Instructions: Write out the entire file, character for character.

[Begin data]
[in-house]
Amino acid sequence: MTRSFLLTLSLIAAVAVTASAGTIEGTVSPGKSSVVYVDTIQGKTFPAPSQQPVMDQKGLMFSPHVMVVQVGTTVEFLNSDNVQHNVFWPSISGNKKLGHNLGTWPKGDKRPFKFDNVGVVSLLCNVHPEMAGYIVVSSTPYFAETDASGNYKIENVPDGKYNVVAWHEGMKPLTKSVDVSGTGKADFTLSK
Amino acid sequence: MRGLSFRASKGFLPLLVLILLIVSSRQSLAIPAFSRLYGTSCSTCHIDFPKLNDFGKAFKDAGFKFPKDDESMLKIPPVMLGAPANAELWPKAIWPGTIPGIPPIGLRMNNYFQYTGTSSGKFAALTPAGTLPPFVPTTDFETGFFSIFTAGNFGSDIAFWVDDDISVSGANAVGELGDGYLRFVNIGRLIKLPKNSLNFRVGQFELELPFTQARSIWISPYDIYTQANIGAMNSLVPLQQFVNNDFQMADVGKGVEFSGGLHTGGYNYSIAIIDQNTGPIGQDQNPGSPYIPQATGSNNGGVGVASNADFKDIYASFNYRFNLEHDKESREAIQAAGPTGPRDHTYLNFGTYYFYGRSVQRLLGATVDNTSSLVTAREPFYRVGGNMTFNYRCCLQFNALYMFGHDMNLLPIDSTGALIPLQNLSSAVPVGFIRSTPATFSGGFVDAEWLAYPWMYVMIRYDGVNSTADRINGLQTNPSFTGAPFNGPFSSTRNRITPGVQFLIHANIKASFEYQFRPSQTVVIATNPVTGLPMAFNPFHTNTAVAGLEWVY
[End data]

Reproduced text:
[in-house]
Amino acid sequence: MTRSFLLTLSLIAAVAVTASAGTIEGTVSPGKSSVVYVDTIQGKTFPAPSQQPVMDQKGLMFSPHVMVVQVGTTVEFLNSDNVQHNVFWPSISGNKKLGHNLGTWPKGDKRPFKFDNVGVVSLLCNVHPEMAGYIVVSSTPYFAETDASGNYKIENVPDGKYNVVAWHEGMKPLTKSVDVSGTGKADFTLSK
Amino acid sequence: MRGLSFRASKGFLPLLVLILLIVSSRQSLAIPAFSRLYGTSCSTCHIDFPKLNDFGKAFKDAGFKFPKDDESMLKIPPVMLGAPANAELWPKAIWPGTIPGIPPIGLRMNNYFQYTGTSSGKFAALTPAGTLPPFVPTTDFETGFFSIFTAGNFGSDIAFWVDDDISVSGANAVGELGDGYLRFVNIGRLIKLPKNSLNFRVGQFELELPFTQARSIWISPYDIYTQANIGAMNSLVPLQQFVNNDFQMADVGKGVEFSGGLHTGGYNYSIAIIDQNTGPIGQDQNPGSPYIPQATGSNNGGVGVASNADFKDIYASFNYRFNLEHDKESREAIQAAGPTGPRDHTYLNFGTYYFYGRSVQRLLGATVDNTSSLVTAREPFYRVGGNMTFNYRCCLQFNALYMFGHDMNLLPIDSTGALIPLQNLSSAVPVGFIRSTPATFSGGFVDAEWLAYPWMYVMIRYDGVNSTADRINGLQTNPSFTGAPFNGPFSSTRNRITPGVQFLIHANIKASFEYQFRPSQTVVIATNPVTGLPMAFNPFHTNTAVAGLEWVY